Something was wrong with this because the New Testament taught a “oneness” for Christians. Unity was a commandment of Christ just as other commandments, how did we explain tossing that one out just because we differed on the Sabbath.

Couldn’t we have joined with other Christians to combat the massive drug plague destroying our children? What about all the sexual abuse I knew about among SDA kids? What about divorce? Why didn’t we come together with other churches to have Marriage Encounters with them? When the Promise Keepers movement was popular, why couldn’t our church unify with that group instead of making a different group, calling ourselves Adventist Men (Amen)? 

And hey, while we are learning from them, we would be creating great opportunities for sharing the Sabbath truth!

Yet, we were made to fear them as potential deceivers. I blamed our elitism and fear on our inability to get help from other Christians. Oh, I knew that someday they would turn on us and
persecute us....but until that time, didn’t we want to be witnessing among them? Yet, we stayed aloof. At least the vast majority of us did. I knew the Religious Liberty arm of the SDA church would enter a “friend of the court” brief if a person’s religious liberty was threatened....but nothing to  embrace other Christians that was church-wide and substantial.

Over the years I yearned more and more for unity with my other brothers and sisters in Christ. What were we afraid of? It really puzzled me. Didn’t we trust God enough to go into the “world” of other Christians to love them? 

Then, it was brought up at the 2000 General Conference in Toronto. A person stood and asked if the doctrines of the SDA church could include other sabbatarian or other church groups as part of the “remnant” people spoken about in Revelation. It was debated on the floor and it was voted with a large majority that the SDA church’s doctrines would remain that we are the “sole remnant” people of God.

This shouldn’t have been so surprising to me, but it was a huge blow. I remember throwing myself down upon the ground arms outspread and crying out to God, weeping in repentance for my church. Inside, I knew we were not the sole remnant and the pride of saying such was keeping us from growing spiritually as a church and healing our family wounds.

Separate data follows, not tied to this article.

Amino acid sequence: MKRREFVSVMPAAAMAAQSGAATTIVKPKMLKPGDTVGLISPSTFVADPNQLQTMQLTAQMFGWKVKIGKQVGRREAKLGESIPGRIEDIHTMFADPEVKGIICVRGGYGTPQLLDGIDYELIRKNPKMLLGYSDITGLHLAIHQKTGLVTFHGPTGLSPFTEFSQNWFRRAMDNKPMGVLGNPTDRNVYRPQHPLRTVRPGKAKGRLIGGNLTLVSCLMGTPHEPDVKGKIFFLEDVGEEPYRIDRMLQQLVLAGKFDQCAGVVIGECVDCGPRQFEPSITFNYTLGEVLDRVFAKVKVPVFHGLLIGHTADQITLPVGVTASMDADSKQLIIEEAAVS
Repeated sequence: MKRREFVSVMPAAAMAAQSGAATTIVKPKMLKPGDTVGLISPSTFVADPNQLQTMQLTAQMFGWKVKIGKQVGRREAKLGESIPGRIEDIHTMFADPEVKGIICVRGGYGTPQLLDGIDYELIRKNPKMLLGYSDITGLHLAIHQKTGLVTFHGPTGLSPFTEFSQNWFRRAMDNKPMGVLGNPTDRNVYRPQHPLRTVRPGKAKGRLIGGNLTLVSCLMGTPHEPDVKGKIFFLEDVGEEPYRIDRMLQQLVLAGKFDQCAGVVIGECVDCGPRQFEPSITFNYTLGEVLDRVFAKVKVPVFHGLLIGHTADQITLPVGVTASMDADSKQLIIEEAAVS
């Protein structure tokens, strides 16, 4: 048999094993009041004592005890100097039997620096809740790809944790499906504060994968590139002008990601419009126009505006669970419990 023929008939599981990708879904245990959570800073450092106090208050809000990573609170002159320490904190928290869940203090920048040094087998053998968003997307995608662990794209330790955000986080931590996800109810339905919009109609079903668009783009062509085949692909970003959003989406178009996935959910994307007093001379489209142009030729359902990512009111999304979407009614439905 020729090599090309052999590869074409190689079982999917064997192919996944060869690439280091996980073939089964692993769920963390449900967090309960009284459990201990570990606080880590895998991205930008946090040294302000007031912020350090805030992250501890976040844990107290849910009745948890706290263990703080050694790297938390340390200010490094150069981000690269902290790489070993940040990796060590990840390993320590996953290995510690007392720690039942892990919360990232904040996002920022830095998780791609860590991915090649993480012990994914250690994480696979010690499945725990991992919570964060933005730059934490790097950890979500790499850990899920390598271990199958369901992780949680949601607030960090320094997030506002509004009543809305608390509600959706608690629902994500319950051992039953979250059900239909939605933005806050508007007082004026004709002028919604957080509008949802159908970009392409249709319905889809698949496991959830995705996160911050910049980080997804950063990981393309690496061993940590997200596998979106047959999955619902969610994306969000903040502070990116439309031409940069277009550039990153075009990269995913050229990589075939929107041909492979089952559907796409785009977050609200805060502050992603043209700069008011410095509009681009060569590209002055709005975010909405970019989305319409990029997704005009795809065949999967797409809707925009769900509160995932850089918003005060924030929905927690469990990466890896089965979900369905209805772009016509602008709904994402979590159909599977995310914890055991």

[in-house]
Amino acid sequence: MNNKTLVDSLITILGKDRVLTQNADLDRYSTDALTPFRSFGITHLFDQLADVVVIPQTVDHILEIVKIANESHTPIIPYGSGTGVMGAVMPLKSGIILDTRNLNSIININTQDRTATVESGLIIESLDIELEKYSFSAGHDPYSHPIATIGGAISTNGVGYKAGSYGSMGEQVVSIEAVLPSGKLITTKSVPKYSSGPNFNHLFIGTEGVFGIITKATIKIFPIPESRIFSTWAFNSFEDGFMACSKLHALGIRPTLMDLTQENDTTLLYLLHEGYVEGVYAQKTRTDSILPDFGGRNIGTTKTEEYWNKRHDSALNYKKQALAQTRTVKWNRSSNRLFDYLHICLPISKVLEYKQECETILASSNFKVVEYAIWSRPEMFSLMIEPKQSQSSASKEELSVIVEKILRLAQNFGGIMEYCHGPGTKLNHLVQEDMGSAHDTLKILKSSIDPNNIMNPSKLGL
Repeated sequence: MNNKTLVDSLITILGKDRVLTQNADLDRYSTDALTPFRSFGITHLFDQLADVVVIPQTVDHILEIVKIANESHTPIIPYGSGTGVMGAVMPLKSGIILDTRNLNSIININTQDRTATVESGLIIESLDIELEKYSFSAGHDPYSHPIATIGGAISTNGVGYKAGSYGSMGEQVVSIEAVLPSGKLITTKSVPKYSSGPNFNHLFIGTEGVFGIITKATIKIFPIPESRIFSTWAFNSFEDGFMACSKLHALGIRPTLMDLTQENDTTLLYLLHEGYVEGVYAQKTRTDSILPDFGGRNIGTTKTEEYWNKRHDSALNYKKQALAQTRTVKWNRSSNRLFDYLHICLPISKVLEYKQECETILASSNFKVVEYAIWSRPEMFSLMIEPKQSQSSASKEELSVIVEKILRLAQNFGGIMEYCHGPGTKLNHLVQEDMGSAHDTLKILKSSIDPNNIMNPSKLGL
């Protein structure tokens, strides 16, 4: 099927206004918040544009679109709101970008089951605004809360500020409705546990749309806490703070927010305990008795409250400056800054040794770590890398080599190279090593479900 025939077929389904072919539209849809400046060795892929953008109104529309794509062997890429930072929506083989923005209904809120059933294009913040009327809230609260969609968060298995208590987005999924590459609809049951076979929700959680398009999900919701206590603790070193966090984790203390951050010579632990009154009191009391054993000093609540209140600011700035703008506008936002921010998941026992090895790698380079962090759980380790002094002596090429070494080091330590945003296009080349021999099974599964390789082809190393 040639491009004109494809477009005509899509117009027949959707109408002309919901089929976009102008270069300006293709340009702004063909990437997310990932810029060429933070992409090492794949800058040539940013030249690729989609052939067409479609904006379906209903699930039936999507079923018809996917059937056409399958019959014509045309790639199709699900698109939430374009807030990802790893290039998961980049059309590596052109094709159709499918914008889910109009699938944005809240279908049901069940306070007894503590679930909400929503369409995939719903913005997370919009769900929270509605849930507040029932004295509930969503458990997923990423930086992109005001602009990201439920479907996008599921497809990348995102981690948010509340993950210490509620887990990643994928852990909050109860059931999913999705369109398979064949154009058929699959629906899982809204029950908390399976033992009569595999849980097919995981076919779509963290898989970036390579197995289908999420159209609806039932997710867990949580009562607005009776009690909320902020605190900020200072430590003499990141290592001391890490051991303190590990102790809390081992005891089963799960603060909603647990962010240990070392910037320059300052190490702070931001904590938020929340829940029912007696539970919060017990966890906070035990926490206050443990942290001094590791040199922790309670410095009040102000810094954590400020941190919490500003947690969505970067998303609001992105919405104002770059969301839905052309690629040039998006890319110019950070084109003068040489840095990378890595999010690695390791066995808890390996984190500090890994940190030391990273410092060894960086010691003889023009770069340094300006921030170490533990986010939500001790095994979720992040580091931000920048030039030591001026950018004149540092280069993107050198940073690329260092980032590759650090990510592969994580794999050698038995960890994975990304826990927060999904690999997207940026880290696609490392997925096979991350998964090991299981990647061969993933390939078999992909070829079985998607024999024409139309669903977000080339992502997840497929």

The SDA Church could never address the problems of the members, because she alone was the true remnant and that position kept her from seeking help from other churches. I knew that was a thoroughly unbiblical position. 

This wasn’t a new problem, this prideful exclusivity was a wickedness that formed the very basis of Adventism. And to see your church crumble before your eyes is a terrible thing for anyone to go through.

If the world was to know who the Christians were by their love one for another, then Adventism--the doctrines-- couldn’t be truly Christian, for we taught fear of other Christians. And love casts out fear.


Behind a great deal of my ministry to former Adventists is to gently show them the degree of separation they have had from the full Body of Christ and how evil it is that they have slandered and rejected God’s other children. It is truly a grave sin of pride that has crusted Adventists over and made them cynical, paranoid and suspicious of other Christians. 

What is so typical of this mindset is its inability to see themselves the way others see them. When confronted with their problems of pride, elitism and fear (as well as disobedience to God’s command of unity), all they can do is attack the messenger.

Those who expose their historical and biblical inaccuracies, those who remind them that it is they who teach other churches are the whore of Babylon and will come and persecute is they who are staying away and insisting upon disunity.... this reminder creates an even more entrenched victimhood
status in their minds. When a mirror is turned upon them, they cry foul and assume it is a great devil that would show them that they are not the sole remnant.

Yet, I do not give up on them. Adventists are victims, not of other Christians, but of themselves. While they are looking for a Sunday law, they will be ignoring and abandoning the true Christian persecution out there. And their children will continue to suffer and hurt without help.

Adventists we need you in the Christian fold. You need to be in the Christian fold. Do not be afraid. Unity is commanded by Christ, what are you waiting for?